Polling officials carrying EVMs at Sukma, in India’s Chhattisgarh state, embark an aircraft bound for a polling station on Wednesday, ahead of the country’s upcoming general election.—AFP
Polling officials carrying EVMs at Sukma, in India’s Chhattisgarh state, embark an aircraft bound for a polling station on Wednesday, ahead of the country’s upcoming general election.—AFP

NEW DELHI: India begins its crucial national elections on Friday amid hopes and fears for its troubled democracy.

Prime Minister Narendra Modi, the most right-wing leader to head the country, is hoping to win a third consecutive term, the first time since Jawaharlal Nehru, while his rejuvenated rivals say he could lose.

Mr Modi says he is confident of getting more than 400 seats in the 18th Lok Sabha, a brute majority of in the 545-seat lower house, a feat achieved only once by Rajiv Gandhi.

The Bharatiya Janata Party hopes to increase its tally from 303 to 370, the rest coming from other members of the ruling National Democratic Alliance (NDA). It is widely feared that Mr Modi would seek to use the majority to change the constitution to align with his idea of Hindu Rashtra.

Opposition sees an opening for itself in PM’s northern stronghold; Modi says he is confident of getting more than 400 seats in Lok Sabha

Mr Modi’s hitherto fractious rivals comprising regional parties plus the Congress, recently cobbled the India National Development Inclusive Alliance (INDIA) bloc. They are pitching for the removal of the NDA from power for its “whimsical policies, narcissistic hegemony, communal avowal as well as violence against the minorities and the fear factor against any dissent”.

Ground reports say there is no Modi wave evident in any part of the country, but these are early days. The biggest chunk of seats will be in the fray on Friday, covering 102 races in 21 states. The remaining six phases of the polls, including the last leg on June 1, will make these the longest elections in memory. Security is cited as the reason, and it would involve the deployment of 3.4 lakh paramilitary forces in rotation.

West Bengal, where the Bharatiya Janata Party is hoping to expand from the 18 of 42 seats it won last time, would see polls in all seven phases. A maximum of 92,000 security personnel are likely to be deployed there.

The BJP had just two seats in the state in 2014.

The NDA is banking largely on the so-called Modi magic together with the Ram Mandir and the abrogation of Article 370 in Jammu and Kashmir. Every BJP leader is reinforcing Hindutva, which otherises the Muslims. The BJP’s manifesto is personalised as ‘Modi ki Guarantee’, with the programmes of a decade-long rule listed. The Congress’s promise of ten forms of justice has fresh appeal: “We promise you greater freedom, faster growth, more equitable development and justice for all.”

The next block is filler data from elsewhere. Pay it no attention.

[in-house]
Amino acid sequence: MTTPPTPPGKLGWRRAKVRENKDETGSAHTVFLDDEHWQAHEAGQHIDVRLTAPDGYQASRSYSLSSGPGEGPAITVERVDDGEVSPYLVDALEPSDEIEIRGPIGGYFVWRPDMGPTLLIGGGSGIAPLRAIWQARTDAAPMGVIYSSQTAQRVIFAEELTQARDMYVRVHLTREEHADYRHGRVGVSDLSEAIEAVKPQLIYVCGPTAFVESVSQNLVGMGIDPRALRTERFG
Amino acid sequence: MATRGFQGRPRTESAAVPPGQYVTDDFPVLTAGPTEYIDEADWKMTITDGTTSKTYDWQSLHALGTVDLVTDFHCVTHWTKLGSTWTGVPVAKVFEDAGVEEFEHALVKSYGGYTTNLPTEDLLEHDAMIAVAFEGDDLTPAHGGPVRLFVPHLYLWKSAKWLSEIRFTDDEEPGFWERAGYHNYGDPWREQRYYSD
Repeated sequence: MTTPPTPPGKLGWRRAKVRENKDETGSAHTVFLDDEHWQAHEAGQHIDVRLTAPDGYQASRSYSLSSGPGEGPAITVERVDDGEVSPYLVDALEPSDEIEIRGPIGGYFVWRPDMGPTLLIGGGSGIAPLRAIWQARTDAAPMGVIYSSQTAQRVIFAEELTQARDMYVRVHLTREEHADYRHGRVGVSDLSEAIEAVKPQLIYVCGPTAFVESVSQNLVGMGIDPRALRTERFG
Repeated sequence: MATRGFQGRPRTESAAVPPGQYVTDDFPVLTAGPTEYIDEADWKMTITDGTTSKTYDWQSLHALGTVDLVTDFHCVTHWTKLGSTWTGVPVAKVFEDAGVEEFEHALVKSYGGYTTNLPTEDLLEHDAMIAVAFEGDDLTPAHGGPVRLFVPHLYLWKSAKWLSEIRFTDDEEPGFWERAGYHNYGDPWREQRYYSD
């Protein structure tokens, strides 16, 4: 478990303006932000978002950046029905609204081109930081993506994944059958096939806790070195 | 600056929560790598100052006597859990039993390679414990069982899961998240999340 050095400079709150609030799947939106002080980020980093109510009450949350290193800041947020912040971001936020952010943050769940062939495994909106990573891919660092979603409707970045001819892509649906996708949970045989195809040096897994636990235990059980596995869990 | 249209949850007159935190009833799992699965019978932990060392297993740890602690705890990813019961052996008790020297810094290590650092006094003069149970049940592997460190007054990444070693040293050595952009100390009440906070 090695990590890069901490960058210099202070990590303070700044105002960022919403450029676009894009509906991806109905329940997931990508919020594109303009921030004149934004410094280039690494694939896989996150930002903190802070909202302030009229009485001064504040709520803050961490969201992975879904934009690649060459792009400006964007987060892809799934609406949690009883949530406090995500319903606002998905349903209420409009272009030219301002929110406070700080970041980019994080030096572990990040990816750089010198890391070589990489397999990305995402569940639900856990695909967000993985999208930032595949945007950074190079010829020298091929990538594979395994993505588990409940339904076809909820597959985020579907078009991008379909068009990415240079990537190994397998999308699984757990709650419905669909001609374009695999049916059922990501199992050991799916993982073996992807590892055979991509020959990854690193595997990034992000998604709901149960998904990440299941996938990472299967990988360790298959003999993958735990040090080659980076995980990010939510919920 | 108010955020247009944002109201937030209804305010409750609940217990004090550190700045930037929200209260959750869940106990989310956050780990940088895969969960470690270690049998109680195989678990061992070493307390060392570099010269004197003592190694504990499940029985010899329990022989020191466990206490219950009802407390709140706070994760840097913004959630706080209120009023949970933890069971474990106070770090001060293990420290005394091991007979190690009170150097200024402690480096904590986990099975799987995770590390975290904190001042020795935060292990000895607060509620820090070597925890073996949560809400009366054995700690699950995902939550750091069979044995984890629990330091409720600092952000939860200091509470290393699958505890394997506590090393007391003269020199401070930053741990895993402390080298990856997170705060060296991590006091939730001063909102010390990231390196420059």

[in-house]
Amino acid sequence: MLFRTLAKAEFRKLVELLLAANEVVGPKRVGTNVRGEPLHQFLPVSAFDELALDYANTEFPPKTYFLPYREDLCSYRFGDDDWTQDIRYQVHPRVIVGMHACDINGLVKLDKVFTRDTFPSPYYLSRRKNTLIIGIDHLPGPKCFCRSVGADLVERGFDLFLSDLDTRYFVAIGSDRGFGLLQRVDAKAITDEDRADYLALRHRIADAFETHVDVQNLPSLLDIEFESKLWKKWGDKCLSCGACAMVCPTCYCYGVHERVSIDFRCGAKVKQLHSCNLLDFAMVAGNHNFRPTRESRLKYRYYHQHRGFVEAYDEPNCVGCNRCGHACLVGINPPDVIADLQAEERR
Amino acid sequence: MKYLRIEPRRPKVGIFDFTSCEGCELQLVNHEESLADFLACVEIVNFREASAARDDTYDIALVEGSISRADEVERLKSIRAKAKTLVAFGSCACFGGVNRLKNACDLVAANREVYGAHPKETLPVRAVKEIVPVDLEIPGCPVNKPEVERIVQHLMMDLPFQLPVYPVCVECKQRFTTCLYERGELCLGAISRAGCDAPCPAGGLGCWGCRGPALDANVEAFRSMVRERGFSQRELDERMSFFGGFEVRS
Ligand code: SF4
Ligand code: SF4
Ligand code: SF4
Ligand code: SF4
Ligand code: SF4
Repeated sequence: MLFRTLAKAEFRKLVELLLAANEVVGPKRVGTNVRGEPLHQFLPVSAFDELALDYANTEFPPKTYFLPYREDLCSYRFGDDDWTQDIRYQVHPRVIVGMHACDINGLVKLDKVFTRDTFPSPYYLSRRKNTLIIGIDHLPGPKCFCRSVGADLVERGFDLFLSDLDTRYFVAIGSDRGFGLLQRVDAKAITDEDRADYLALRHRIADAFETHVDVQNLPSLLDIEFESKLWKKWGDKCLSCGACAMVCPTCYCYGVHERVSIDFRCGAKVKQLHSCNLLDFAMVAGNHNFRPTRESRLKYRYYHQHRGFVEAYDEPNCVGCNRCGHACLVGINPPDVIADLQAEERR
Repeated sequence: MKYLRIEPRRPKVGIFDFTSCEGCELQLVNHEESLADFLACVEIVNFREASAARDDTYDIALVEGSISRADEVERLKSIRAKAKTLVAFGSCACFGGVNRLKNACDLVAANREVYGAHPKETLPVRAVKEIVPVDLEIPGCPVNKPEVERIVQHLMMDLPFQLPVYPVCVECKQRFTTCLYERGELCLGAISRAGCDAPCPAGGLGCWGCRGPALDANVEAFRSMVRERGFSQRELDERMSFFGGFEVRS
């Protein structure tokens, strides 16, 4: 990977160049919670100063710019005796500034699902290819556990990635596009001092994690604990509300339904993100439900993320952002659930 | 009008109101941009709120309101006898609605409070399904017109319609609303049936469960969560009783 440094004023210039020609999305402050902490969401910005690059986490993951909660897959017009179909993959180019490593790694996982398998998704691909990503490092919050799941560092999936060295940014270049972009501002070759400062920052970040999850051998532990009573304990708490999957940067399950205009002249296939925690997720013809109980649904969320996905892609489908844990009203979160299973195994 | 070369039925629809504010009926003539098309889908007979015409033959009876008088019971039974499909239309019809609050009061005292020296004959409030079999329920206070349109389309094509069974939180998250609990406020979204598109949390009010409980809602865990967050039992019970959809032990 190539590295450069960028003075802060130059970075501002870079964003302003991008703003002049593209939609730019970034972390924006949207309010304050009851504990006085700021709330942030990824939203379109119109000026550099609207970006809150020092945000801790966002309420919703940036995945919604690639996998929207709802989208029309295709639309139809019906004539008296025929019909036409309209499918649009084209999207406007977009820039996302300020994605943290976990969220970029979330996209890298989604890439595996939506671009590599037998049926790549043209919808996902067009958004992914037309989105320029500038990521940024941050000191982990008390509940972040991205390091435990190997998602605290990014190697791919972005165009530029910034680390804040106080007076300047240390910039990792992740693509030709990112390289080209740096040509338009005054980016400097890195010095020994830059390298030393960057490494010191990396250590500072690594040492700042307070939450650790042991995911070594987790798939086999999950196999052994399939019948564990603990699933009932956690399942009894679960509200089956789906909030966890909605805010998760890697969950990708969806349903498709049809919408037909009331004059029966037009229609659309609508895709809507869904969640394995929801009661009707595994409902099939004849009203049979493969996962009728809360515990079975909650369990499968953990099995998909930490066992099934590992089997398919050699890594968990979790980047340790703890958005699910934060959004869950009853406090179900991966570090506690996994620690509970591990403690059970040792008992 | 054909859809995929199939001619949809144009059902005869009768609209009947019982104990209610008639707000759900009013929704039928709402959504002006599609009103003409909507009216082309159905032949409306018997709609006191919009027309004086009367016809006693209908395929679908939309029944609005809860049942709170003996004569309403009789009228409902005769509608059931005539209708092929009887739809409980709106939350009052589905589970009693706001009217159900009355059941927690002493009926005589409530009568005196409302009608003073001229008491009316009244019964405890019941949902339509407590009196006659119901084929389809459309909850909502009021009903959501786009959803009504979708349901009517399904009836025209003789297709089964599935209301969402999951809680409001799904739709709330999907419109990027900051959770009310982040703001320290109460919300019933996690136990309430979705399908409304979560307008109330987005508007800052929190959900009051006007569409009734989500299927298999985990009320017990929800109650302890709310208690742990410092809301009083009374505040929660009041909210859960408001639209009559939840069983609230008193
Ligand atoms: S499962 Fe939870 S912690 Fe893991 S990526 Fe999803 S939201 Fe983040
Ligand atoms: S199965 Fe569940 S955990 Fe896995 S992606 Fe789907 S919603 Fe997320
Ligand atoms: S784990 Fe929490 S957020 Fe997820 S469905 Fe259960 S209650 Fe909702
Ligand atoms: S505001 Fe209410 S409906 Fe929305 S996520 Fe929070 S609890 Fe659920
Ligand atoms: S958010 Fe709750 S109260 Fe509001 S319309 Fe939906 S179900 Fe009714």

The rub however is in the numbers. Mr Modi’s 39 per cent votes got him 55 per cent seats in 2019. In so doing, he obviously won by dividing the 61 per cent votes cast for non-BJP parties.

The opposition sees in this a chance, which requires it to unite where it matters. The question is where would Mr Modi find the extra 67 opposition seats while not losing any of his to account for the BJP’s goal of hitting 370 without allies.

The opposition sees an opening for itself in Mr Modi’s northern stronghold. Much has changed since 2019 when he won all seven seats in Delhi, all 10 in Haryana, all 25 in Rajasthan, 25 of 48 in Maharashtra, 27 of 29 in Madhya Pradesh, all 26 in Gujarat, 62 of 80 in Uttar Pradesh, 22 of 40 in Bihar, all five in Uttarakhand and all four in Himachal Pradesh.

That adds up to 213 seats for the BJP from the northern stronghold. Elsewhere, the BJP picked up 25 out of 28 in Karnataka, eight of 21 in Odisha and four from 17 in Telangana. The BJP won two seats from 25 in Andhra Pradesh. It’s saturated in the north and in the absence of a divisive issue clicking, the chances are it could only go down from there.

In Karnataka, Telangana and Himachal Pradesh the Congress has taken power since the last elections. The BJP might improve its tally in Andhra Pradesh where it has cobbled an alliance with the Telugu Desam. Wild guesses have been made, however. Rahul Gandhi says the Modi alliance could be restricted to 180, nearly a hundred short of a majority.

Shiv Sena’s Uadhav Thackeray on whose strength the BJP won handsomely in Maharashtra feels, not without a tinge of bitterness that the BJP would get just 45 seats. And the Trinamool Congress of West Bengal says it would get twice the number of seats than the BJP in the state, which should worry Mr Modi’s supporters.

After the Muzaffarnagar communal polarisation of 2014 and Pulwama-Balakot nationalist fervour fuelled his campaign in 2019, the Modi souffle has so far failed to rise again.

Published in Dawn, April 18th, 2024

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